Sasho basically answered everything, but I'll add a bit.

Counting the number of lattice points in a symmetric convex body is strictly harder than telling whether there exists a non-zero lattice point inside a convex body, which is the Shortest Vector Problem and is NP-hard (under randomized reductions), even when the body is a Euclidean ball (or any $\ell_p$ ball), and even for any constant-factor approximation [1].

In fact, SVP is widely believed to be hard (but not NP-hard) to approximate even to within any polynomial approximation factor, and a lot of cryptography is based on this assumption. (Some cryptography is based on the presumed hardness for even superpolynomial approximation factors.) The best-known polynomial-time approximation factor is $2^{C n \log \log n/\log n}$ for any constant $C > 0$, which follows from a long line of work. (This algorithm is in the Euclidean norm, so to extend even this to arbitrary norms, you must be able to calculate a not-too-terrible approximating ellipsoid.) It would be a major breakthrough to improve this.

Finding the parity of the number of lattice points in a shifted Euclidean ball (or any $\ell_p$ ball) is in fact as hard as finding the parity of the number of solutions to a $2$-SAT instance. (For centrally symmetric bodies, the parity is always odd, so the problem is only interesting for shifted bodies or asymmetric bodies.) This follows from the simple reduction from Max-2-SAT in [2] with Bennett and Golovnev, which preserves the number of solutions, as we mention at the end of Section 6. There is probably an earlier reduction that also has this property.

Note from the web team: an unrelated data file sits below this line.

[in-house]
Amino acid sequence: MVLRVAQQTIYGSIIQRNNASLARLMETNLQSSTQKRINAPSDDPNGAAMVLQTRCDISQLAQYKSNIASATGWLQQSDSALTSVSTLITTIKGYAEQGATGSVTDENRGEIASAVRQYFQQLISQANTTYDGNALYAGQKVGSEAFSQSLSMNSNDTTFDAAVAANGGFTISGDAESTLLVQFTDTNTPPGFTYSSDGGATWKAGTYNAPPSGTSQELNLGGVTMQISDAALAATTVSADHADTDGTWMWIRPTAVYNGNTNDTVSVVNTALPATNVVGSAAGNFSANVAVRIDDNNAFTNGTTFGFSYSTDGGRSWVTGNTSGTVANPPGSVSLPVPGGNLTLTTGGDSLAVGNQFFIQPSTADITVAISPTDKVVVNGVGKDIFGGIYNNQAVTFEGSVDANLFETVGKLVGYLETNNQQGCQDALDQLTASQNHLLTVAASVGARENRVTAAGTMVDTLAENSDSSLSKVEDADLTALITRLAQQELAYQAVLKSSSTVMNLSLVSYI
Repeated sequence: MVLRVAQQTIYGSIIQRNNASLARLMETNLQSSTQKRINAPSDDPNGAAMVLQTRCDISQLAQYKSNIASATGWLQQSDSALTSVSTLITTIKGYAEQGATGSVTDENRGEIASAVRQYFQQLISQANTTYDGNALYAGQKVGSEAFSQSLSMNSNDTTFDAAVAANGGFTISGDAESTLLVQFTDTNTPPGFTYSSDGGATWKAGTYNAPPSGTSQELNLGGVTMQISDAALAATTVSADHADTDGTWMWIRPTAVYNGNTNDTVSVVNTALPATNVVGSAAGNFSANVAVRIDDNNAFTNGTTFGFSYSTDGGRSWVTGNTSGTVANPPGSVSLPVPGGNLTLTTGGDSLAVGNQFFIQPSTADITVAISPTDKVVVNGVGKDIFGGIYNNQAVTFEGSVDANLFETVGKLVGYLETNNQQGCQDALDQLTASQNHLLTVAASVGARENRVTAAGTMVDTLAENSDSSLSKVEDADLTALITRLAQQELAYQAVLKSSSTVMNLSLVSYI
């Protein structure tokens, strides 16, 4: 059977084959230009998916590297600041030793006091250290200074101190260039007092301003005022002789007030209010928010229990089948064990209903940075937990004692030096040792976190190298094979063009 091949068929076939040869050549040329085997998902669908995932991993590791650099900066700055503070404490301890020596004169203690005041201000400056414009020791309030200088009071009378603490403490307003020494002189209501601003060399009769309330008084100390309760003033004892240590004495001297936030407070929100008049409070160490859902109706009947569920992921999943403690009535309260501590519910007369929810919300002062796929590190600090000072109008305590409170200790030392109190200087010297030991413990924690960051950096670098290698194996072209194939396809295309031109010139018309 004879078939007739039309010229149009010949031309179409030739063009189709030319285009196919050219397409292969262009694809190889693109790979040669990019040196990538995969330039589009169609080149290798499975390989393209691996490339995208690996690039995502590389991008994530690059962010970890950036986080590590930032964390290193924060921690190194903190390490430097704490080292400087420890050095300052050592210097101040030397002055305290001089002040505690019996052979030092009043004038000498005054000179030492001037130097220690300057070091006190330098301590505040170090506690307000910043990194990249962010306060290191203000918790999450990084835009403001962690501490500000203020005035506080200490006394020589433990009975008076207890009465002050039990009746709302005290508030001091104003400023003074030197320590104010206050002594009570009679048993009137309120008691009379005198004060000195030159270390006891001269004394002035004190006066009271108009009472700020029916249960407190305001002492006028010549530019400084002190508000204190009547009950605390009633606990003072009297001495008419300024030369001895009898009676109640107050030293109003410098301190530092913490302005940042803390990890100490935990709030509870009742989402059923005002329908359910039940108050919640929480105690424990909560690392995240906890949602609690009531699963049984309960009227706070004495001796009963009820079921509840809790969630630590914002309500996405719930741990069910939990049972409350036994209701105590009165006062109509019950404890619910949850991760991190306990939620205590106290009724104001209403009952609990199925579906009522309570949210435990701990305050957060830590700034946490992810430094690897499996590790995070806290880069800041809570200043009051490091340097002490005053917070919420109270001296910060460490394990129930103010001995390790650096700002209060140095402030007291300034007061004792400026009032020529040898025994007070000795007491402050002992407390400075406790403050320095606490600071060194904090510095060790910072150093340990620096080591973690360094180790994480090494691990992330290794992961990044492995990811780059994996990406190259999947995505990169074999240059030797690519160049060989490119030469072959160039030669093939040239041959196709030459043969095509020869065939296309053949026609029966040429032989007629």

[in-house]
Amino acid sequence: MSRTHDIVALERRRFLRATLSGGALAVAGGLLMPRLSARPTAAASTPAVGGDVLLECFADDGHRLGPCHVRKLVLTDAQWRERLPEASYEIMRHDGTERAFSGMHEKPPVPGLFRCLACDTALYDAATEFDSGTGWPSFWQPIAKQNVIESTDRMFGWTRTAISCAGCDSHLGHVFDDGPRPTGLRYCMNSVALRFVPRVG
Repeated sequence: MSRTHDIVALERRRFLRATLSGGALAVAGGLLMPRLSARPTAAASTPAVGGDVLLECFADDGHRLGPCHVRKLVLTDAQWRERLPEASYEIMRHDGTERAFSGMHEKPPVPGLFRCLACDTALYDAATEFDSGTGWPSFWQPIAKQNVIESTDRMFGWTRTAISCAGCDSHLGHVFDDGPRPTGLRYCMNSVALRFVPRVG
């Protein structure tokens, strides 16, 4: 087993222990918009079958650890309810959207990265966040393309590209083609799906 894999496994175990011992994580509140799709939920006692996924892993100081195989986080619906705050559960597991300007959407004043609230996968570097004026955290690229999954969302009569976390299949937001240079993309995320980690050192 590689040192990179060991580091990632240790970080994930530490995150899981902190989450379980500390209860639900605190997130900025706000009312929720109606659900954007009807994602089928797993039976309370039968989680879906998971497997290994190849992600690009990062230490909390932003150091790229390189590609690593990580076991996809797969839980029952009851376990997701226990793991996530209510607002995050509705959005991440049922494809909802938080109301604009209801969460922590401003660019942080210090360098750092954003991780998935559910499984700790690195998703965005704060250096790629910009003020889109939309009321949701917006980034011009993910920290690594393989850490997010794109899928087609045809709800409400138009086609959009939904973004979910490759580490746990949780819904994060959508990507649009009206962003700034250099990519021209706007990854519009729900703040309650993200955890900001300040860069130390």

Finally, there are many of upper bounds on the number of lattice points in a convex body based on certain geometric parameters of the body. For example, Henk's bound [3]. The one that Sasho described is probably the easiest to work with.

[1] *Khot, Subhash*, **Hardness of approximating the shortest vector problem in lattices**, J. ACM 52, No. 5, 789-808 (2005). ZBL1323.68301.

[2] https://arxiv.org/abs/1704.03928

[3] *Henk, Martin*, **Successive minima and lattice points**, Schneider, Rolf (ed.) et al., IV international conference on “Stochastic geometry, convex bodies, empirical measures and applications to engineering science”, Tropea, Italy, September 24--29, 2001. Vol. I. Palermo: Circolo Matematico di Palermo. Suppl. Rend. Circ. Mat. Palermo, II. Ser. 70, 377-384 (2002). ZBL1126.11034.

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